Can you be charged for sewer services you have not received?

UPDATED: May 21, 2012

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Can you be charged for sewer services you have not received?

Wondering the legality of my borough charging me for sewer services I have not received as I am not connected to public sewage system. Am I liable for these charges when I have received no services? I have not connected to public sewer as have fully functional septic tank and lack of money to do so. Also, can they mandate you tie into the public sewer system if you have a fully functional sewage system at your home? I have had civil complaint filed against me by borough.

Asked on May 21, 2012 under Real Estate Law, Pennsylvania


SJZ, Member, New York Bar / FreeAdvice Contributing Attorney

Answered 10 years ago | Contributor

1) Can they mandate you tie into public sewage? Yes, if  the law allows them to do so, or requires you to tie into public sewage.

2) Similarly, can they charge you for services which you are not in fact using? Yes, if the law makes sewer charges an assessment that all property owners pay, regardless of actual usage (basically a tax, even if they call it something else) and not a fee for usage (so, not like paying for water or electricity, which is based on metered use).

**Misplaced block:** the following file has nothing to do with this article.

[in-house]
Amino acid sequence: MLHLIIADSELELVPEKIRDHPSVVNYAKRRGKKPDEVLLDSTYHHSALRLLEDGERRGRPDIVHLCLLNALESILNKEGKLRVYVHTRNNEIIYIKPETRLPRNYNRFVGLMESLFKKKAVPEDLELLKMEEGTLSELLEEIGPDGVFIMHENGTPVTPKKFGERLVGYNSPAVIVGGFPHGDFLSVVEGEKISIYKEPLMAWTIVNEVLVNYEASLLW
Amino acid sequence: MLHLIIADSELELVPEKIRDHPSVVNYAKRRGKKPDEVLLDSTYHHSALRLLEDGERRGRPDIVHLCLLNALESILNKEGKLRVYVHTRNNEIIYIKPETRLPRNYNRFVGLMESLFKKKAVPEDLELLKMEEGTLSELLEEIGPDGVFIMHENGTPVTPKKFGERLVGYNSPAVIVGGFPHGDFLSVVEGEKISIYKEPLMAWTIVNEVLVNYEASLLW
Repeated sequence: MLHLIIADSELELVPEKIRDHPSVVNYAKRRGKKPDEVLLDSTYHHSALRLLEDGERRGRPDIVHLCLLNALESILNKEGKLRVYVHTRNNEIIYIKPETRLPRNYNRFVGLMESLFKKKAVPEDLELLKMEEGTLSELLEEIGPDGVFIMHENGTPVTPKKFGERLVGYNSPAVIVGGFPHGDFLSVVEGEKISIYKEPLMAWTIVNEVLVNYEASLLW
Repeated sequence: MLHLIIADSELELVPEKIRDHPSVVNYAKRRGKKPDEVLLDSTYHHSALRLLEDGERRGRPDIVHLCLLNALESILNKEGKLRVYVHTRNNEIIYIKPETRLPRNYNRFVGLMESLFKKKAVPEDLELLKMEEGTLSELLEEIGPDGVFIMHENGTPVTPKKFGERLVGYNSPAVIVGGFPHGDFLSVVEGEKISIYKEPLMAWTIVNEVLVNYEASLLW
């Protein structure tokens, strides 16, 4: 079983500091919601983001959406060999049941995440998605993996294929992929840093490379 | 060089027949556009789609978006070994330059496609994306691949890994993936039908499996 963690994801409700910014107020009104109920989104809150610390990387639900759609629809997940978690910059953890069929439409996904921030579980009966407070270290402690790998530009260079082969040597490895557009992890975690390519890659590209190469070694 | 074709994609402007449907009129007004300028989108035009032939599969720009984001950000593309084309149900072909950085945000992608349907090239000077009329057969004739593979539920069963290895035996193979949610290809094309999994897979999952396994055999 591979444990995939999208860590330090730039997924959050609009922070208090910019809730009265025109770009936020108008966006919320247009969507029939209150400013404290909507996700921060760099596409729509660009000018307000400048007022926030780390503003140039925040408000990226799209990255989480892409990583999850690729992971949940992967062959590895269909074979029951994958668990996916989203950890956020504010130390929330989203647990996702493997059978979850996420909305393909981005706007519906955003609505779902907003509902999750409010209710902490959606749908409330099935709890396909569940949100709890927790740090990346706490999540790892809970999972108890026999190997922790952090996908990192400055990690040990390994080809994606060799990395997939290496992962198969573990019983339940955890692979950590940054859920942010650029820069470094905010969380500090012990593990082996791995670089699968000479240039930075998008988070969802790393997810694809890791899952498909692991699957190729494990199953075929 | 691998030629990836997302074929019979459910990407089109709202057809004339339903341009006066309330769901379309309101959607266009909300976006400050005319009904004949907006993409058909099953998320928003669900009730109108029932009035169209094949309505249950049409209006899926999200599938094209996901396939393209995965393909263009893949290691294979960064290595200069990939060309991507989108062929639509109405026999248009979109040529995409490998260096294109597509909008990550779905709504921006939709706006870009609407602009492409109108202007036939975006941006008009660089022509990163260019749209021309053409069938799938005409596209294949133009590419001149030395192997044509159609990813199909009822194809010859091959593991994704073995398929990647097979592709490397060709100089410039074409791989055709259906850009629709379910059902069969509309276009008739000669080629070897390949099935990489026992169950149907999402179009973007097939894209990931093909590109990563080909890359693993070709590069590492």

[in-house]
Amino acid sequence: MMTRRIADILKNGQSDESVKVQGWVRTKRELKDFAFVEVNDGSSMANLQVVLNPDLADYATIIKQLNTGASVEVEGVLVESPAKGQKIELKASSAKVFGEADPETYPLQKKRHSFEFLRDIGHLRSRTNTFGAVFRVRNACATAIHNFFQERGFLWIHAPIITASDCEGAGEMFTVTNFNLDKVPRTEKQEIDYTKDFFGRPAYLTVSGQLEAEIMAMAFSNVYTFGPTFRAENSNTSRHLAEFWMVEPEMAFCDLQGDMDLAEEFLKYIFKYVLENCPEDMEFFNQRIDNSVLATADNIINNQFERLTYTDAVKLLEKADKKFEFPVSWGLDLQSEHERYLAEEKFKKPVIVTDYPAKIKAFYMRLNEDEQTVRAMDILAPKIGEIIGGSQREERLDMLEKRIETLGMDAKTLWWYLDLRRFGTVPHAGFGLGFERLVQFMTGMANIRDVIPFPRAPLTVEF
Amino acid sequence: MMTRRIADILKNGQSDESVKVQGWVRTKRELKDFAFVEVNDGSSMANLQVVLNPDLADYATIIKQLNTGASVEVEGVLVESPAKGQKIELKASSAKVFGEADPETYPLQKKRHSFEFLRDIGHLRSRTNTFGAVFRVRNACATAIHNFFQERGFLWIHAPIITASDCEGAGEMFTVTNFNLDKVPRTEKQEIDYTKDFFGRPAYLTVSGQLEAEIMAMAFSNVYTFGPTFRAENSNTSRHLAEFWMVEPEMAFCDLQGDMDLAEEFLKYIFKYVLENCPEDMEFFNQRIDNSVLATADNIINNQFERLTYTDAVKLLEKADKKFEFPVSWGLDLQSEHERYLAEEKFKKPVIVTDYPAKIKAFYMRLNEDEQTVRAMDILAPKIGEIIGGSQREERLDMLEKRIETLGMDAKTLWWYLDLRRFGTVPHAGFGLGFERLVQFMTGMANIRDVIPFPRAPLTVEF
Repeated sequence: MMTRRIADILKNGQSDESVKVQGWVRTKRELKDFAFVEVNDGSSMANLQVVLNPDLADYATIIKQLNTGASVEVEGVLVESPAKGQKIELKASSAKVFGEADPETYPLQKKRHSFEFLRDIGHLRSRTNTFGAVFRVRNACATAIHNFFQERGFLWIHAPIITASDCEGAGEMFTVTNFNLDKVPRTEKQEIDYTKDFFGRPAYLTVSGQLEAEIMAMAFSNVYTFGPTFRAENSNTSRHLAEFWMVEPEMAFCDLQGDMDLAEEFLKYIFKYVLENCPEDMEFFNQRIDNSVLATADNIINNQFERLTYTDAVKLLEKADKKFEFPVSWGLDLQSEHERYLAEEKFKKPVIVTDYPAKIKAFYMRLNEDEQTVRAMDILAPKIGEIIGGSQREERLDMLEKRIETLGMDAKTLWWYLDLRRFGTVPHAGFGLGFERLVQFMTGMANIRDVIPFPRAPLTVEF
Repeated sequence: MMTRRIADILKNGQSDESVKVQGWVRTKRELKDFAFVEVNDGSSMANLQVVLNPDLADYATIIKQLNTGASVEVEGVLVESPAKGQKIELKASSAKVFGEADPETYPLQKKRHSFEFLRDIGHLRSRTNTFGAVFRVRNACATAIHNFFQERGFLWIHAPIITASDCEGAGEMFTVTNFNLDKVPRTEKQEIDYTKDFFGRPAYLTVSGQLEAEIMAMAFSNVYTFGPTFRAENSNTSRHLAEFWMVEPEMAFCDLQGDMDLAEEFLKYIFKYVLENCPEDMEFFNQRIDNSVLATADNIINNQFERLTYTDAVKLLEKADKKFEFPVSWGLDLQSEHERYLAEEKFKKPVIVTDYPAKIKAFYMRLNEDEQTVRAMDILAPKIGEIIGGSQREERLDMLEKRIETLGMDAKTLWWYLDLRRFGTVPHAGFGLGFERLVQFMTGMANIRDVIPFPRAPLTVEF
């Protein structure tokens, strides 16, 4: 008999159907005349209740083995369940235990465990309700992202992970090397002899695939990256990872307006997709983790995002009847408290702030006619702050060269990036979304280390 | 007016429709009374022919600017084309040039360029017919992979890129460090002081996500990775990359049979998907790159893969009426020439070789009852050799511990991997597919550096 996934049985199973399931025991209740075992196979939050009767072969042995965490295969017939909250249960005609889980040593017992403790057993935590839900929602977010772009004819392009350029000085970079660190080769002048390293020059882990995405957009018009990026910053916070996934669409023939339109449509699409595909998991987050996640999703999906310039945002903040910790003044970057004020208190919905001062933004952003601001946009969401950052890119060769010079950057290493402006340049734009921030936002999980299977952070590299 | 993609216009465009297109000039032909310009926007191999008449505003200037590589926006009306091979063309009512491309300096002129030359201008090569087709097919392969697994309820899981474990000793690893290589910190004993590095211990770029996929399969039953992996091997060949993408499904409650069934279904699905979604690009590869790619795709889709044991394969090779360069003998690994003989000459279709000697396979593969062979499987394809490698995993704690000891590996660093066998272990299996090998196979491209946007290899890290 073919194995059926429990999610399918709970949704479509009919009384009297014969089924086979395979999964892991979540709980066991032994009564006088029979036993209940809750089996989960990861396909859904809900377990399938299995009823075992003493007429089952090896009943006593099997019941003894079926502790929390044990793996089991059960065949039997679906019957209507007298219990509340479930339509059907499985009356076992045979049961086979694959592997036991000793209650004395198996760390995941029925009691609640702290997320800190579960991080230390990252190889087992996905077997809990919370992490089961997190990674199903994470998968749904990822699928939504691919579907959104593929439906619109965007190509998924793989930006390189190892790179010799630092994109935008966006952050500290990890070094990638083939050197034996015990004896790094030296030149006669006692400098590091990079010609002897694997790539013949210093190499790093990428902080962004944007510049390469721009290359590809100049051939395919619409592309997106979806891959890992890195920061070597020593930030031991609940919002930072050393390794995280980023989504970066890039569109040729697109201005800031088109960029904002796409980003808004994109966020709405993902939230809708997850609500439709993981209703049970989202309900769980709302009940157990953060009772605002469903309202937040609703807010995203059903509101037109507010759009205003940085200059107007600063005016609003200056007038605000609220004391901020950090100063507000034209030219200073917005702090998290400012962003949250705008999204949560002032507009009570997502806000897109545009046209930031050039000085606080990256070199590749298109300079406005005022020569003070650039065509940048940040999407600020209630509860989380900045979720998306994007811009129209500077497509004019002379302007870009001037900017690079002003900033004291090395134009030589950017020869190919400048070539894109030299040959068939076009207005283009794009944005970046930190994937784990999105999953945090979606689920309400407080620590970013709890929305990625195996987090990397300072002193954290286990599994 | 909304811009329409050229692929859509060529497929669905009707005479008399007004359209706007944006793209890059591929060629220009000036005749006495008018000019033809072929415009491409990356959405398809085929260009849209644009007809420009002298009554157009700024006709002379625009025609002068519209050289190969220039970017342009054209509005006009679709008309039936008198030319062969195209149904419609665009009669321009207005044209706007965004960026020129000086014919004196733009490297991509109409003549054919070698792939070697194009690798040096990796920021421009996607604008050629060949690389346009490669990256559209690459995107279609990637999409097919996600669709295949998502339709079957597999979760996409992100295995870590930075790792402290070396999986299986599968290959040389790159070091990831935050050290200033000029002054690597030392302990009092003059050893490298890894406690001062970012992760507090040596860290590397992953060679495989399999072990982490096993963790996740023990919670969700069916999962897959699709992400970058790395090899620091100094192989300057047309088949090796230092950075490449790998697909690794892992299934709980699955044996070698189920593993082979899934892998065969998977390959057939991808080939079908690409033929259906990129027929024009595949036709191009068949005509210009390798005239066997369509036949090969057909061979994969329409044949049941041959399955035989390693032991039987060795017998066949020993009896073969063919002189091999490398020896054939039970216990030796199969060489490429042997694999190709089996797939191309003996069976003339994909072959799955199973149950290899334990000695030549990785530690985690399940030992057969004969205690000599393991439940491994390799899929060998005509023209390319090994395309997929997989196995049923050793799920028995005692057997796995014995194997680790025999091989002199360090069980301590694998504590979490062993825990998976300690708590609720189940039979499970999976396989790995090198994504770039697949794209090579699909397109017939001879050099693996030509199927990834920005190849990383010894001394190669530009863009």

In short, what the borough can do depends on your local ordinances. You need to check those ordinances to see your rights and responsibilities.

IMPORTANT NOTICE: The Answer(s) provided above are for general information only. The attorney providing the answer was not serving as the attorney for the person submitting the question or in any attorney-client relationship with such person. Laws may vary from state to state, and sometimes change. Tiny variations in the facts, or a fact not set forth in a question, often can change a legal outcome or an attorney's conclusion. Although has verified the attorney was admitted to practice law in at least one jurisdiction, he or she may not be authorized to practice law in the jurisdiction referred to in the question, nor is he or she necessarily experienced in the area of the law involved. Unlike the information in the Answer(s) above, upon which you should NOT rely, for personal advice you can rely upon we suggest you retain an attorney to represent you.

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